My dad, my hero, is on the front lines

Haleigh Porter and her father, Fulton Porter, on vacation in Martha’s Vineyard. Photo courtesy Haleigh Porter

Living in a society where nothing feels certain can be scary. What’s even more scary is knowingly putting your health at risk for the lives of others.

This is something my dad has done every day for the last 27 years working as a physician. I have always been extremely proud of my dad. Since I was a kid, it always excited me to tell people that my dad, Fulton Porter, is a doctor.

To me, that was equivalent to being a superhero. I thought it was so cool that every day he loved going to work and while there he could possibly save a life.

Since I can remember my dad has always worked long hours. There have been times when he worked seven days a week and sometimes returning home in the wee hours of the morning after being on call two days out of the week.

For us, this was what was considered to be normal.

While I have experienced this kind of work for my dad for most of my life, nothing could prepare my family or my father for the rigor and pure stress of the virus that is COVID-19.

While my dad still works the same hours, everything else has changed. For starters, my dad now wears scrubs under his doctor’s coat, something I’ve never seen him do.  Every night he washes his scrubs in preparation for the following morning. My dad also isolates himself in our basement. He works, eats and showers in our basement. My dad showers immediately upon his arrival home from the hospital, sometimes we barely get in a “hello” before he races to the shower.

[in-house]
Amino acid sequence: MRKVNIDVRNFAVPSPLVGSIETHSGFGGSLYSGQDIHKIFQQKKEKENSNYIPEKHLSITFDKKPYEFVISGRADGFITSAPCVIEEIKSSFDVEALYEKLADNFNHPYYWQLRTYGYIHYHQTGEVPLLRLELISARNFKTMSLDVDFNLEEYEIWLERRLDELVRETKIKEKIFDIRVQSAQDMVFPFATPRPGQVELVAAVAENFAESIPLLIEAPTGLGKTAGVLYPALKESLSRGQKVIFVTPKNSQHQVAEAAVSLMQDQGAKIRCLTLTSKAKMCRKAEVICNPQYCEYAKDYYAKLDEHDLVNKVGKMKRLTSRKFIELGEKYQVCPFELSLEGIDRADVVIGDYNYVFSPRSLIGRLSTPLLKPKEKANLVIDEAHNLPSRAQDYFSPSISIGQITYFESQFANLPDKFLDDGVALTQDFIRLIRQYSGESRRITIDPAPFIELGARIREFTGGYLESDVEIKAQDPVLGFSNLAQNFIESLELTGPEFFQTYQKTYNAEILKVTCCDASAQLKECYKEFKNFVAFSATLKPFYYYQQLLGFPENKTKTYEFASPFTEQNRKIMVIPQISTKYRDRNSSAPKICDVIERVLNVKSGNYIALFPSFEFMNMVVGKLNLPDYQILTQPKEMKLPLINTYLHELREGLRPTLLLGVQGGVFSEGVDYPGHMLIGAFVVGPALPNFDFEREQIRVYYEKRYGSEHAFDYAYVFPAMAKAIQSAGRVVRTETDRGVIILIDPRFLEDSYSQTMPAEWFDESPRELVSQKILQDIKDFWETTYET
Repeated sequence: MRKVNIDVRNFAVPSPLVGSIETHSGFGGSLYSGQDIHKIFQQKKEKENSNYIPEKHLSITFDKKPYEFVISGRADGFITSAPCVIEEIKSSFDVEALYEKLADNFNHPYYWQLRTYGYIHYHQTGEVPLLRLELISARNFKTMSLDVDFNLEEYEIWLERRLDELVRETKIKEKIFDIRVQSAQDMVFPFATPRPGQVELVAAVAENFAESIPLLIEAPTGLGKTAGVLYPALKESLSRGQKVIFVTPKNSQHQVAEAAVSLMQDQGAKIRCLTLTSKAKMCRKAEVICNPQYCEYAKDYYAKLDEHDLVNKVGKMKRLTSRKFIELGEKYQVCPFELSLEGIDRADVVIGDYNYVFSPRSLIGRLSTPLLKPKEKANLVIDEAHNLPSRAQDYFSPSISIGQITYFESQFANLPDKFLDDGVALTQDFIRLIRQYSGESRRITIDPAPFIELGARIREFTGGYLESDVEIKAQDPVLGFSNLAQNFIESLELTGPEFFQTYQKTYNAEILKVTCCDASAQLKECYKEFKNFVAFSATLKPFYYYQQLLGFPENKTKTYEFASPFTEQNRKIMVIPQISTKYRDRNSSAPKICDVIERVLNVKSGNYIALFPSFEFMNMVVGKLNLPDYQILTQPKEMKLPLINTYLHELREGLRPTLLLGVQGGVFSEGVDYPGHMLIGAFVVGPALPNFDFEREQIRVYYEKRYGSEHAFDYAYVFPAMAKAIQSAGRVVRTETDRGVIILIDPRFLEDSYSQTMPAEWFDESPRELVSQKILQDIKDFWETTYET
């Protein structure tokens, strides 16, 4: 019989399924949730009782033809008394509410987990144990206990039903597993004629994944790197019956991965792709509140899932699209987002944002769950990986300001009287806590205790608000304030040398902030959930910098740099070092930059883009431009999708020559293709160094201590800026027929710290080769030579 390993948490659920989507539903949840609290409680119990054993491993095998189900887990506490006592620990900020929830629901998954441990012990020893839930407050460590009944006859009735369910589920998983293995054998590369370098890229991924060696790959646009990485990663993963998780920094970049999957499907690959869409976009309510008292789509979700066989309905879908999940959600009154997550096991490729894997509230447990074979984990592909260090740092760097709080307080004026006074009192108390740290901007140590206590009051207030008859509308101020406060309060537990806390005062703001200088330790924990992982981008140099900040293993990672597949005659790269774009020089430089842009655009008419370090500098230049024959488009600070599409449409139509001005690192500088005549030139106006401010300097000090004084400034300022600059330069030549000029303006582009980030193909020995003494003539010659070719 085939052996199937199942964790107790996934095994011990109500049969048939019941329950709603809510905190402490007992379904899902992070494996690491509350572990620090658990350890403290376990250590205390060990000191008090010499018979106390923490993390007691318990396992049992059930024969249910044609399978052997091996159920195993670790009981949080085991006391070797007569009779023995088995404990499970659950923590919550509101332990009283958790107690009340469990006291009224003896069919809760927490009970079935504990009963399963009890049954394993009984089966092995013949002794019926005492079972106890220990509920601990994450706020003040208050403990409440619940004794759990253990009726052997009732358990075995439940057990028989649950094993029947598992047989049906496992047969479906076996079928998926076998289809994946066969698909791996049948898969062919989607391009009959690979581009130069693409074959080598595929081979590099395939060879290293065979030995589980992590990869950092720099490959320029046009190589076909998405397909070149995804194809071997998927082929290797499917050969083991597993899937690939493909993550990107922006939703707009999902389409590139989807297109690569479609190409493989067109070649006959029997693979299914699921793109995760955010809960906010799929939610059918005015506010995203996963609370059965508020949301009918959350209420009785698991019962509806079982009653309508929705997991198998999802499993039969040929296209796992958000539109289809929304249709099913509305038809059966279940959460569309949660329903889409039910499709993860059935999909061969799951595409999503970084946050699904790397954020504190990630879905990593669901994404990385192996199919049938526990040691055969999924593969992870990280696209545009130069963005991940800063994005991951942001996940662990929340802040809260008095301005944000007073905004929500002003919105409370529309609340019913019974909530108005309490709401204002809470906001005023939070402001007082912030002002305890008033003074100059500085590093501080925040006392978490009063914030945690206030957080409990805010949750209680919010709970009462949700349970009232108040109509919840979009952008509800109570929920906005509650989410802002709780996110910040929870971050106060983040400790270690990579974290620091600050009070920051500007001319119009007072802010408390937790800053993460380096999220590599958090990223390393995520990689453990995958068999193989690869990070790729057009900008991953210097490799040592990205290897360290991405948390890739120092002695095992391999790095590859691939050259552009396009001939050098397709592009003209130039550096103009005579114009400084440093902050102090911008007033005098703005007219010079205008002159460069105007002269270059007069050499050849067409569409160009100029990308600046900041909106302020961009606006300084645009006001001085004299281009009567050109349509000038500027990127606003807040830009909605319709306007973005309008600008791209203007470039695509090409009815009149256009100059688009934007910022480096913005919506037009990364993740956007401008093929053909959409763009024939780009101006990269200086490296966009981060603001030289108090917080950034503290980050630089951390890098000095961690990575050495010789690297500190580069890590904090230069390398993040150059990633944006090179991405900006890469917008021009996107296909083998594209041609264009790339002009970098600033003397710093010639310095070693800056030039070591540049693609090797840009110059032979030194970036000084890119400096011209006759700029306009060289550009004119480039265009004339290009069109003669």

Not only has our family routine changed, but I have seen my dad physically change. He is drained every night he gets home. He stresses hygiene more than he ever has before and during his off days he takes a two-mile run, a practice that helps strengthen his lungs.

Living with a health care worker has given me a front-row seat to some of the effects of COVID-19. I understand the frustration of doctors around the world who are mad, sad and confused because our government is not providing accurate information nor giving proper instruction to doctors, civilians and beyond. I can hear my dad’s phone ringing off the hook because friends, family and associates are calling him nonstop looking for advice or maybe even a prognosis. My friend’s cousin’s cousin asked to speak with my dad because they haven’t been able to see a doctor.  It is stressful, it is exhausting, but it reminds me why I’m so proud of him.

Everyday essential workers (EMT’s, firefighters, doctors/nurses, food industry workers, morticians, etc.) risk their lives and the lives of their family members to tend to the needs and demands of the public. Please do not let their sacrifice be in vain. Stay inside.